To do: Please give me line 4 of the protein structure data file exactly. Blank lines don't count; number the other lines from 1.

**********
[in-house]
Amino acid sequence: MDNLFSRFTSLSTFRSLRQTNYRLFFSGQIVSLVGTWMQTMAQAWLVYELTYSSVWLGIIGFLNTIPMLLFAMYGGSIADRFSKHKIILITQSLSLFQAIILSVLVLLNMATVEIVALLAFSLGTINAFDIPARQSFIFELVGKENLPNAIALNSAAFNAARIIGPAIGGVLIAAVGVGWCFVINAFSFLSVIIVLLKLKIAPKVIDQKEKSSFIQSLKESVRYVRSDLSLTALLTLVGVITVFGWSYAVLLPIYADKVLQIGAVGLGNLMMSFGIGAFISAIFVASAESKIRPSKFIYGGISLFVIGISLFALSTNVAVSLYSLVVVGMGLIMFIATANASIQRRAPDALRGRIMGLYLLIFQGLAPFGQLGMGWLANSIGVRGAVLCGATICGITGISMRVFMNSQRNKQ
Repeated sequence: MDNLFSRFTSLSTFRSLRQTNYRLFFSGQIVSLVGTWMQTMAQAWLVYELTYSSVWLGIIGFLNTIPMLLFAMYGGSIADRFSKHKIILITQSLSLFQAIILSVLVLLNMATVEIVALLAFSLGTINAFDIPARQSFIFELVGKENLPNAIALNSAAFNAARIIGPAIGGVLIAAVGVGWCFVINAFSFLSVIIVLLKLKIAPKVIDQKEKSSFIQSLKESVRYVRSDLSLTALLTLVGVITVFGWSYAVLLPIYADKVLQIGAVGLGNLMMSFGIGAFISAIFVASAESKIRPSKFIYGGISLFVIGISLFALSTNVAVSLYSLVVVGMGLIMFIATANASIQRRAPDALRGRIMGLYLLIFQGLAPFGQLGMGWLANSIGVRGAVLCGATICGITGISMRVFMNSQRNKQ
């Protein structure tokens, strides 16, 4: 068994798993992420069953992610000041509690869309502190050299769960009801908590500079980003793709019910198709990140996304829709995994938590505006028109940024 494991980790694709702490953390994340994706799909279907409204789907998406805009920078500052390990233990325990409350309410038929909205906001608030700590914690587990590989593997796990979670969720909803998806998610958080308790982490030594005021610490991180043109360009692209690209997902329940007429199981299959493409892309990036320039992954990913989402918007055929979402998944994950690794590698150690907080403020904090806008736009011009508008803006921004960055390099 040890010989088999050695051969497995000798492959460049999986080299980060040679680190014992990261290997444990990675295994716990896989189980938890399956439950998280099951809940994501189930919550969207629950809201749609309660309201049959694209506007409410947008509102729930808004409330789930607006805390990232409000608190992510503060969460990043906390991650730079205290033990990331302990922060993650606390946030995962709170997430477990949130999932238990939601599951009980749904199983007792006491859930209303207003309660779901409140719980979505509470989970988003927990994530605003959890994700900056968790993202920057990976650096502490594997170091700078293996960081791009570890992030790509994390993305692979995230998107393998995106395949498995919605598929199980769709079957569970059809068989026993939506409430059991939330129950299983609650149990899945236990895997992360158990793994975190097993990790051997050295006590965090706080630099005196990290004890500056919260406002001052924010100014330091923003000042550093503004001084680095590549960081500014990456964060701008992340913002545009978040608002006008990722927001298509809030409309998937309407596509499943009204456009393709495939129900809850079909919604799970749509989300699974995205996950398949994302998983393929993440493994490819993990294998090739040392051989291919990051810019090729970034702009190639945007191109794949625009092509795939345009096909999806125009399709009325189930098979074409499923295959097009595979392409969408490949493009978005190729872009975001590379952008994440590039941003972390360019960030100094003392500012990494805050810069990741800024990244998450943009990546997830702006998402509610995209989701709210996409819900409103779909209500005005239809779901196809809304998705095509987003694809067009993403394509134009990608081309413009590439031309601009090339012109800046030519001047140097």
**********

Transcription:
């Protein structure tokens, strides 16, 4: 068994798993992420069953992610000041509690869309502190050299769960009801908590500079980003793709019910198709990140996304829709995994938590505006028109940024 494991980790694709702490953390994340994706799909279907409204789907998406805009920078500052390990233990325990409350309410038929909205906001608030700590914690587990590989593997796990979670969720909803998806998610958080308790982490030594005021610490991180043109360009692209690209997902329940007429199981299959493409892309990036320039992954990913989402918007055929979402998944994950690794590698150690907080403020904090806008736009011009508008803006921004960055390099 040890010989088999050695051969497995000798492959460049999986080299980060040679680190014992990261290997444990990675295994716990896989189980938890399956439950998280099951809940994501189930919550969207629950809201749609309660309201049959694209506007409410947008509102729930808004409330789930607006805390990232409000608190992510503060969460990043906390991650730079205290033990990331302990922060993650606390946030995962709170997430477990949130999932238990939601599951009980749904199983007792006491859930209303207003309660779901409140719980979505509470989970988003927990994530605003959890994700900056968790993202920057990976650096502490594997170091700078293996960081791009570890992030790509994390993305692979995230998107393998995106395949498995919605598929199980769709079957569970059809068989026993939506409430059991939330129950299983609650149990899945236990895997992360158990793994975190097993990790051997050295006590965090706080630099005196990290004890500056919260406002001052924010100014330091923003000042550093503004001084680095590549960081500014990456964060701008992340913002545009978040608002006008990722927001298509809030409309998937309407596509499943009204456009393709495939129900809850079909919604799970749509989300699974995205996950398949994302998983393929993440493994490819993990294998090739040392051989291919990051810019090729970034702009190639945007191109794949625009092509795939345009096909999806125009399709009325189930098979074409499923295959097009595979392409969408490949493009978005190729872009975001590379952008994440590039941003972390360019960030100094003392500012990494805050810069990741800024990244998450943009990546997830702006998402509610995209989701709210996409819900409103779909209500005005239809779901196809809304998705095509987003694809067009993403394509134009990608081309413009590439031309601009090339012109800046030519001047140097």